Masterless men may use shanks pony, shuffle along but not sleep on it[highway]? or hinder the nited ones, if thy do sleep on it, thee be sent back to thy parish. "...one is that every man has a right of passage in, but not a title to, any highway..."

Robert Gertz   Link to this

"Well, Jenkins? How fares our poor girl? Is she torn to pieces on the jagged rocks of this rugged French coast?" the Master asks hopefully.

"Uh...No, sir. Matter of fact she's holdin' up quite well. Really not that rocky coast around here, sir. And the insurer's people have come to bring her in."

"Son of a...!"

"They're saying it only cost about 6Ls to get her afloat again sir. Given The insurers don't feel it was really necessary to abandon ship...And,sir?"

"Tell me they didn't get a look at the cargo?"

"'Fraid so, sir. They spotted the butter or lack thereof in the vats right off. There she goes by now, sir. Look at the old girl. Did you ever see her in better shape? Er, sorry sir."

"Shut up!"

Robert Gertz   Link to this

"And what does Mr. Pepys come running home at dinnertime these days to do with you, dear Mrs. Pepys? You haven't been having a little trouble, have you?" Lady Batten grins.

"No, Lady Batten. Sam's been coming home to tutor me in arithmetic after dinner."

"Arithmetic?" blinking stare. "Numbers and division and addition and all that?"

"Oh,yes. It's very useful, Sam'l says. Especially in adding up the household budget when it's over ten."

"My dear girl." smile. "That's what one has a Mingo for." Eyeing of Mingo, to my Lady's side in his finery, who holds out his hands, my Lady counting and stroking fingers as she does. "Eleven, twelve...Thirteen." wiggles left middle finger. "Lucky thirteen." wink at Mingo.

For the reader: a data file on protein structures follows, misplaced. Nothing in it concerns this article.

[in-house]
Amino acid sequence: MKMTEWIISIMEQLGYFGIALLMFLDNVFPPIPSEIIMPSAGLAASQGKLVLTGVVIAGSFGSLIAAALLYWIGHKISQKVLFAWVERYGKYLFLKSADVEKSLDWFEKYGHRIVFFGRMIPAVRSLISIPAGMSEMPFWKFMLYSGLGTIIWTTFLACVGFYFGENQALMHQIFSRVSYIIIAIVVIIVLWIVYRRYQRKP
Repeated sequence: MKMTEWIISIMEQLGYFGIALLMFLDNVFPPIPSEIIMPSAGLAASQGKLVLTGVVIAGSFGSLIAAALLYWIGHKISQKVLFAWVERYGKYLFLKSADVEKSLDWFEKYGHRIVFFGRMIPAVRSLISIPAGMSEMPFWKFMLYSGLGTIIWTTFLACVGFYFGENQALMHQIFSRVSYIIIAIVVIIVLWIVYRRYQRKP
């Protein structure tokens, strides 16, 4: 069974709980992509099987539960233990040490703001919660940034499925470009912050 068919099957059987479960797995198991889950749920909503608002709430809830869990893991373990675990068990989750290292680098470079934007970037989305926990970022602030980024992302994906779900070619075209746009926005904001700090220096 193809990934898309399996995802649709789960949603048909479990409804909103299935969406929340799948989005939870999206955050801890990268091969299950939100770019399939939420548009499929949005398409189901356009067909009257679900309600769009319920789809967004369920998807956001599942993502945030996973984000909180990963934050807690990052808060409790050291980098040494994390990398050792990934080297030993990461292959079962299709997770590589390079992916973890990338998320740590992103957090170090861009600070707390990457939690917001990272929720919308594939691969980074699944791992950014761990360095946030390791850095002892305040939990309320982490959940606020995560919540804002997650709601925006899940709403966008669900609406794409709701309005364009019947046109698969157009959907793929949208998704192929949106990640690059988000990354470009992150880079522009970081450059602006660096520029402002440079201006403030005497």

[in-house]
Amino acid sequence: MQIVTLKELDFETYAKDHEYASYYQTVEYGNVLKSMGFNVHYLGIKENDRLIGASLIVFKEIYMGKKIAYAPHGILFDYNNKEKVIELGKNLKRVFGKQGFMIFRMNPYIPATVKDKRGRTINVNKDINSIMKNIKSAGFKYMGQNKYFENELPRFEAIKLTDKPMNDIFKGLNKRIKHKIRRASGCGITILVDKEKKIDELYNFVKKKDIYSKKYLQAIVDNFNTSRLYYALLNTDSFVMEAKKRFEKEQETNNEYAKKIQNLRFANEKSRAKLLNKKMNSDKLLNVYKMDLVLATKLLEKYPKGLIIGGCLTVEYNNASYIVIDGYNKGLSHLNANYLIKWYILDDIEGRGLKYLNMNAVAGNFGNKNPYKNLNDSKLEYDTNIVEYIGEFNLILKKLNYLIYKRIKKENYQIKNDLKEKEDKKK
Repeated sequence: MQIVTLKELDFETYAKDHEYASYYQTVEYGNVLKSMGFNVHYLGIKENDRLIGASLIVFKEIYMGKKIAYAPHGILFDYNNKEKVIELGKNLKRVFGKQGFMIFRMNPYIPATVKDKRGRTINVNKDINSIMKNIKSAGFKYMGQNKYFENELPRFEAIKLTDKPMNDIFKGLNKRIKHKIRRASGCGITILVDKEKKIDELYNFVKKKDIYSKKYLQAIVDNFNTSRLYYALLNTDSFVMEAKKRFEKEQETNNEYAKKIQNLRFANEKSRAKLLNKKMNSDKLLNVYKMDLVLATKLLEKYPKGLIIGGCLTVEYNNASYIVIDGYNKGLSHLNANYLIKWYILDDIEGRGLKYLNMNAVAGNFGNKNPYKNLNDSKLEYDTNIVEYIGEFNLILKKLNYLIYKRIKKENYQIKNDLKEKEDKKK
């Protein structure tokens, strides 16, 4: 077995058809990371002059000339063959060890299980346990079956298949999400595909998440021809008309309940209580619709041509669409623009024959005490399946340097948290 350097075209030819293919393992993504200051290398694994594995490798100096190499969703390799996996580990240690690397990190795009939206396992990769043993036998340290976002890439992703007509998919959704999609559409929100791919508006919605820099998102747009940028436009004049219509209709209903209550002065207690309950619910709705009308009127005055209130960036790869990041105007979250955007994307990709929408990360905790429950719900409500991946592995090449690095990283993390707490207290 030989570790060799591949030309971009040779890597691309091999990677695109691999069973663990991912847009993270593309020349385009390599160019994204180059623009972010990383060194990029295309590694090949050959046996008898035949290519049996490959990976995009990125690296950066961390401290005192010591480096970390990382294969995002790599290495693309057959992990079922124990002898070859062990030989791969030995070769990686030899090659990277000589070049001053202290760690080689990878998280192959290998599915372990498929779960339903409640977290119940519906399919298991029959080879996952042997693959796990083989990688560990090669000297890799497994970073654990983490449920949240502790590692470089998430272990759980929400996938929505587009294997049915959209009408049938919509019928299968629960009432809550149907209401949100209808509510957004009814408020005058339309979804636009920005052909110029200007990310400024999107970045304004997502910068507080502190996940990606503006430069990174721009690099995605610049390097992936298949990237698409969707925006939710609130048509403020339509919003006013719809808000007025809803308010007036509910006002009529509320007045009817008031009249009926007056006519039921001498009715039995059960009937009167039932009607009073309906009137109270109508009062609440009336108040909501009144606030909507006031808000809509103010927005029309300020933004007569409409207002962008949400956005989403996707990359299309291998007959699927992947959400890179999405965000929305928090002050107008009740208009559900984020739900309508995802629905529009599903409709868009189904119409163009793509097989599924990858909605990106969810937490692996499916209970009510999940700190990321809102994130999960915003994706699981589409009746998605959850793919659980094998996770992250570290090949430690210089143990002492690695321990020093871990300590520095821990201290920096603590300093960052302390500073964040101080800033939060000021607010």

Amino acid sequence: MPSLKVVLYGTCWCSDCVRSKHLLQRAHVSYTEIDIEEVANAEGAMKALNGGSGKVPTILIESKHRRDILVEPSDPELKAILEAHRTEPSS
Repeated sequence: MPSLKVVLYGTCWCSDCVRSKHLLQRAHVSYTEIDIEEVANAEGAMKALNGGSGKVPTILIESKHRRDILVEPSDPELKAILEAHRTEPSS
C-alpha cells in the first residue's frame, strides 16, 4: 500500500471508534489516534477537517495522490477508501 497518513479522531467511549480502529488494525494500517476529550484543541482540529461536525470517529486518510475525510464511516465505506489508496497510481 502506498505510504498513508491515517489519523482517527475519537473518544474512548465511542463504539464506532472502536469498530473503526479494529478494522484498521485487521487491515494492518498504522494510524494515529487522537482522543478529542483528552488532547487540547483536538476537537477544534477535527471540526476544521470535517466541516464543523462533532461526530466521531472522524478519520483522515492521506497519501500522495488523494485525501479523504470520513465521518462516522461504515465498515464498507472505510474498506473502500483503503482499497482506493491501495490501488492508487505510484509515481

Pedro   Link to this

"But it was pleasant to see what mad sort of testimonys the seamen did give, and could not be got to speak in order: and then their terms such as the judge could not understand;"

Interesting, remembering the discussion the other day, that Sam today says "terms not understood" and not dialect?

From Gentlemen and Tarpaulins by Davies speaking of the difference between officers and the lower ranks...

"...and seamen, who could enjoy more continuous employment and who came from lower orders of society, with fewer concerns ashore, were truly a different race, concerned primarily with material issues and possessing a distinctive dress, speech, songs, and mannerisms which Restoration playwrights loved to caricature..."

tel   Link to this

and then their terms such as the judge could not understand

In their case, specialist terms of the trade would be more likely: "Twere hard abaft by the larboard futtocks, yer Honour"
"What?"

language hat   Link to this